A certain extremely kind person with whom I interact on a regular basis has said to me on more than one occasion: "There is nothing wrong with you."
The first time anyone told me this, I was surprised, shocked even. Neither that first person nor my current friend would deny that I have a missing tooth, a semi-bad back, or a tendency to be slightly flaky at times. But the basic idea-- which I am finally getting down, perhaps-- is that at the very most basic level, I am still a valuable person because I am a person.
I do know this: I think that there is nothing wrong with my students. I mean, yes, various of them smoke, get in fights, sleep with people they really shouldn't, and even mouth off to me in class; but at the most basic level, they are people whom I am duty bound, as their teacher, to love. The fact that (magnificently, and I can't tell you how I do it) I can see this, and that I actually pull it off at least 98% of the time, is definitely a major factor in what makes me a good teacher. I do know that having many stories in my head of Truly Good Teachers who loved their students properly has helped me with this, but to what extent I am not completely sure.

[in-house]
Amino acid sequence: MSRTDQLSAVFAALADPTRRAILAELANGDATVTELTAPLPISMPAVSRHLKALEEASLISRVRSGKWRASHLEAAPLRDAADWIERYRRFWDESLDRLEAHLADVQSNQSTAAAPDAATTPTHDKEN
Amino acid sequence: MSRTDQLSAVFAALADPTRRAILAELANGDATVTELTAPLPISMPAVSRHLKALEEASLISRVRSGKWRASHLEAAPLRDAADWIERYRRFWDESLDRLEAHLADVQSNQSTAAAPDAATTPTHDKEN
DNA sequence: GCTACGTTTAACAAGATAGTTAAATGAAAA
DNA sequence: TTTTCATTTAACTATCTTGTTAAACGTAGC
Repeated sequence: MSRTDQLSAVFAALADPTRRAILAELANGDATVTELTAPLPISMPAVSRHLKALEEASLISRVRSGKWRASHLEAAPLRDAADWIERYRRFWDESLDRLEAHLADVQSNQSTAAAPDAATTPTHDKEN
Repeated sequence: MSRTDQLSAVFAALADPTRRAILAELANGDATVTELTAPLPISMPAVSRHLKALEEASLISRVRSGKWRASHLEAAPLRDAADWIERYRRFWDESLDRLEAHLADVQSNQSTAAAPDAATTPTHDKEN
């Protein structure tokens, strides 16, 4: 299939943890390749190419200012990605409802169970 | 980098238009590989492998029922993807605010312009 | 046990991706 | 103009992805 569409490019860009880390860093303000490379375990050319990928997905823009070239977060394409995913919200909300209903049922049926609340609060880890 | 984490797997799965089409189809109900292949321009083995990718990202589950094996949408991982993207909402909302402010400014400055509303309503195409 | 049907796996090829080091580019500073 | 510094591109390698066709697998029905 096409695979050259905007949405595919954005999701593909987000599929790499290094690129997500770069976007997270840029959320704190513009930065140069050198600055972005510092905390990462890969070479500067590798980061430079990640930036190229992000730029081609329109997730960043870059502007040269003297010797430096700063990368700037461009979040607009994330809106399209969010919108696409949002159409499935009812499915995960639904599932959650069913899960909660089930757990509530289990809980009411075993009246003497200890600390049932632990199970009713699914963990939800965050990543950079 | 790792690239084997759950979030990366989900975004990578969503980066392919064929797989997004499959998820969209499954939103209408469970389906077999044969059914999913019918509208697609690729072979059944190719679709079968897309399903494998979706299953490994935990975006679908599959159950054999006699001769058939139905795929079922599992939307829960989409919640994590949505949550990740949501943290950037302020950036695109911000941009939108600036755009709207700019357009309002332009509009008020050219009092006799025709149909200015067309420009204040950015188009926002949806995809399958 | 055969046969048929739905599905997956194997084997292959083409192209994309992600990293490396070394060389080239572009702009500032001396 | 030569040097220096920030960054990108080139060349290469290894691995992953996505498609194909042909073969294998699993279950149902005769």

I have known for a while that if only I could transfer that skill-- of loving properly-- from my students to other humans, my life would be both different and better, but I have been somewhat consternated as to how to bring this about. Today, however, armed with my new insight, I tried it out during a tense conversation; I thought to myself, "There is nothing wrong with you," directing it at my interlocutor. It helped! And I realized: when I am angry (improperly) at another, what I am really thinking to myself about them is that there is something wrong with them, and that unless they fix it, I have a right to treat them badly. This is never true, because no one deserves to be treated badly (though it is true that some people end up not liking how I treat them, even when I try my best to not treat them badly, and I just can't fret too much about that).
Paths to kindness are always a happy find.